Selling wine in America is difficult, and getting more so. Leaving aside the highly constrained ability for wine producers to ship directly to consumers, getting one’s wine into shops and restaurants requires the assistance of a distributor licensed to sell wine in each individual target state. Since 1995, while the number of wineries in America has tripled to more than 9,000 and the volume of wine imports has more than doubled, the number of distributors available to deliver all that wine has dropped from more than 3,000 to fewer than 1,200, as company after company either goes out of business or is acquired by bigger fish. Today, two of those fish alone, Southern Glazers and Breakthru, control more than 60% of the wine distribution in the country.
Distributor consolidation has had wide-ranging impacts on the wine trade as a whole, but they can all can be summed up as: fewer wine salespeople, with an exponentially larger set of products to sell and therefore almost no time to devote to the promotion of any one brand. Whether you’re the smallest boutique winery or one of the best-known wine brands on the planet, chances are that the very people who can help get your wine into shops and restaurants aren’t spending much time thinking, let alone talking, about your products.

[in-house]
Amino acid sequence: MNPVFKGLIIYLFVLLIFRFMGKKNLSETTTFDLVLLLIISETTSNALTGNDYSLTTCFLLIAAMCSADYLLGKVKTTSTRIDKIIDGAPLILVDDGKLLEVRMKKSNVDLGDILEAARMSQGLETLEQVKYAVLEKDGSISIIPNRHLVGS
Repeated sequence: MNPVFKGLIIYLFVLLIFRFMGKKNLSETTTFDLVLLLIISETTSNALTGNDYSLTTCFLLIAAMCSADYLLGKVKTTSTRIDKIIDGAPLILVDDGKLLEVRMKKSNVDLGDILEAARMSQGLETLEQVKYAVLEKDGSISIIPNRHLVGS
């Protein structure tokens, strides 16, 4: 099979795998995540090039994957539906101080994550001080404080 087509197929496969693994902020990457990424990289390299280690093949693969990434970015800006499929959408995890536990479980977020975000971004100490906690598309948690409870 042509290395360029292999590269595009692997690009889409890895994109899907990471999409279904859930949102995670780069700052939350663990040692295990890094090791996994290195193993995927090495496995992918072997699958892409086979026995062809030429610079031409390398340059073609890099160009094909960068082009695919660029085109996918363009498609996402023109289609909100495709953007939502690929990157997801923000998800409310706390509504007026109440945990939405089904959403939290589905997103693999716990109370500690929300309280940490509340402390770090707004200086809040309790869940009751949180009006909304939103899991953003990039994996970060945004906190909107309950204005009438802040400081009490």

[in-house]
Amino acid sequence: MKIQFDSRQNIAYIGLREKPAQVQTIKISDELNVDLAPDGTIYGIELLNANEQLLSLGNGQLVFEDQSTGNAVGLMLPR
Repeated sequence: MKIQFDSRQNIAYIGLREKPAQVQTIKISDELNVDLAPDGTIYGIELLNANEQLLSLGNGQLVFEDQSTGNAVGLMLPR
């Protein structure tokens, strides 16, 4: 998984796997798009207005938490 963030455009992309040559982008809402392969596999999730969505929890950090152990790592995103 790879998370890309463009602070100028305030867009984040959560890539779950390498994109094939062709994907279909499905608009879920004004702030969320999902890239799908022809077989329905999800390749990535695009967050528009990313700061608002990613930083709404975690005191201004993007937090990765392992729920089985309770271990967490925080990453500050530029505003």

So how does a winery or a wine region get people talking about their products in the face of such institutionalised indifference? Enter the brand ambassador.
‘My job is to be the face for the brand’, says Wendy Shoemaker (pictured above in a photo by Josue Castro), who recently took a job as one of two brand ambassadors for Champagne Ruinart, part of the Moët-Hennessy portfolio. ‘What I do is education. I set up events, private-client dinners, staff trainings – my job is to connect with people.’
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This article is my monthly column at JancisRobinson.Com, Alder on America, and is available only to subscribers of her web site. If you’re not familiar with the site, I urge you to give it a try. It’s only £8.50 a month or £85 per year ($11/mo or $111 a year for you Americans) and well worth the cost, especially considering you basically get free, searchable access to the Oxford Companion to Wine ($65) and the World Atlas of Wine ($50) as part of the subscription costs. Click here to sign up.
Photo of Wendy Shoemaker by Josue Castro.